But in order to settle such intertribal disputes, two things were necessary : first, that the surrounding Bedouin chiefs should agree to take him as their arbiter; and, secondly, that some sacredness should attach to his character, and give authority to his decisions. Like others in those days, he was both king and priest; but he was priest " of the Most High God," — not of the local gods of the separate tribes, but of the highest God, above all the rest

. That he was the acknowledged arbiter of surrounding tribes appears from the fact that Abraham paid to him tithes out of the spoils. It is not likely that Abraham did this if there were no precedent for it; for he regarded the spoils as belonging, not to himself, but to the confederates in whose cause he fought. No doubt it was the custom, as in the case of Delphi, to pay tithes to this supreme arbiter; and in doing so Abraham was sirply following the custom. The Jewish traveller, Wolff, states that in Mesopotamia a similar custom prevails at the present time. One sheik is selected from the rest, on account of his superior probity and piety, and becomes their “King of Peace and Righteousness.” A similar custom, I am told, prevails among some American tribes. Indeed, where society is organized by clans, subject to local chiefs, some such arrangement seems necessary to prevent perpetual feuds.

* See my sermon on “ Melchisedek and his Moral,” in “The Hour that Cometh,” second edition.

This “King of Justice and Peace” gave refreshments to Abraham and his followers after the battle, blessing him in the name of the Most High God. As he came from no one knows where, and has no official status or descent, the fact that Abraham recognized him as a true priest is used in the Book of Psalms and the Epistle to the Hebrews to prove there is a true priesthood beside that of the house of Levi. A priest after the order of Melchisedek is one who becomes so by having in him the true faith, though he has “no father nor mother, beginning of days nor end of life,” that is, no genealogical position in an hereditary priesthood.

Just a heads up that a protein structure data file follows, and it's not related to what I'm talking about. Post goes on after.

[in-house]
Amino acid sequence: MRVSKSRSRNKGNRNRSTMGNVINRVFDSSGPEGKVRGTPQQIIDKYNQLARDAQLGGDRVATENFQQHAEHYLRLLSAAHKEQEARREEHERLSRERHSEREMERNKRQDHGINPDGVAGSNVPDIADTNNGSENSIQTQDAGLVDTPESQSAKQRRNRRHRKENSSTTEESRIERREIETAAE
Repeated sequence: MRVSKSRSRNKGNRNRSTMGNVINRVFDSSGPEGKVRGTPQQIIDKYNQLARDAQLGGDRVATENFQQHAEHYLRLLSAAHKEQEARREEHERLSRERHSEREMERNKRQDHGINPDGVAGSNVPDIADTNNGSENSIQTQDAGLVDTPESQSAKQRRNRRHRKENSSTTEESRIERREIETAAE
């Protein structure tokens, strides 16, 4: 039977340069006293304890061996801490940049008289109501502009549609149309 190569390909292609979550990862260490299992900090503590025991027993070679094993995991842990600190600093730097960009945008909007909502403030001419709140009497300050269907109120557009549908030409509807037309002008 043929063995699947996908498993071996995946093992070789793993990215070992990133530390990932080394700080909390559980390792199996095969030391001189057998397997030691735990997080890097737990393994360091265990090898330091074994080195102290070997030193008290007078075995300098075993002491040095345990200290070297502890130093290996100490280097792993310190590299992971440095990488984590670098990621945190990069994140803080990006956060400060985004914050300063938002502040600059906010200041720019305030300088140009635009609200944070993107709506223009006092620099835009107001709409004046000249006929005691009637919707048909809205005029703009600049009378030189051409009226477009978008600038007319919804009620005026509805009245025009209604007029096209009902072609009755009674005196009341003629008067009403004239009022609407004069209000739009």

The God of Abraham was The Most High.” He was the family God of Abrahan's tribe and of Abraham's descendants. Those who should worship other gods would be disloyal to their tribe, false to their ancestors, and must be regarded as outlaws. Thus the faith in a Supreme Being was first established in the minds of the descendants of Abraham by family pride, reverence for ancestors, and patriotic feeling. The faith of Abraham, that his God would give to his descendants the land of Palestine, and multiply them till they should be as numerous as the stars or the sand, was that which made him the Father of the Faithful.

The faith of Abraham, as we gather it from Genesis, was in God as a Supreme Being. Though almighty, God was willing to be Abraham's personal protector and friend. He talks with Abraham face to face. He comes to him, and agrees to give to him and to his posterity the land of Canaan, and in this promise Abraham has entire faith. His monotheism was indeed of an imperfect kind. It did not exclude a belief in other gods, though they were regarded as inferior to his own. His family God, though almighty, was not omnipresent. He came down to learn whether the rumors concerning the sinfulness of Sodom were correct or not. He was not quite sure of Abraham's faith, and so he tested it by commanding him to sacrifice Isaac, in whom alone the promise to Abraham's descendants could be fulfilled. But though the monotheism of Abraham was of so imperfect a kind, it had in it the root of the better kind which was to come. It was imperfect, but not false. It was entire faith in the supreme power of Jehovah to do what he would, and in his disposition to be a friend to the patriarch and his posterity. It was, therefore, trust in the divine power, wisdom, and goodness. The difference between the religion of Abraham and that of the polytheistic nations was, that while they descended from the idea of a Supreme Being into that of subordinate ones, he went back to that of the Supreme, and clung to this with his whole soul.

§ 3. Moses; or, Judaism as the national Worship of a just

and holy King. In speaking of Moses and of his law, it may be thought necessary to begin by showing that such a man as Moses really existed; for modern criticism has greatly employed itself in questioning the existence of great men. As the telescope resolves stars into double, triple, and quadruple stars, and finally into star-dust, so the critics, turning their optical tubes toward that mighty orb which men call Homer, have declared that they have resolved him into a great number of little Homers. The same process has been attempted in regard to Shakespeare. Some have tried to show that there never was any Shakespeare, but only many Shakespeare writers. “In like manner, the critics have sought to dissolve Moses with their powerful analysis, and, instead of Moses, to give us a number of fragmentary writings from different times and hands, skilfully joined together; in fact, instead of Moses, to give us a mosaic. Criticism substitutes human tendencies in the place of great men, does not love to believe in genius, and often appears to think that a num.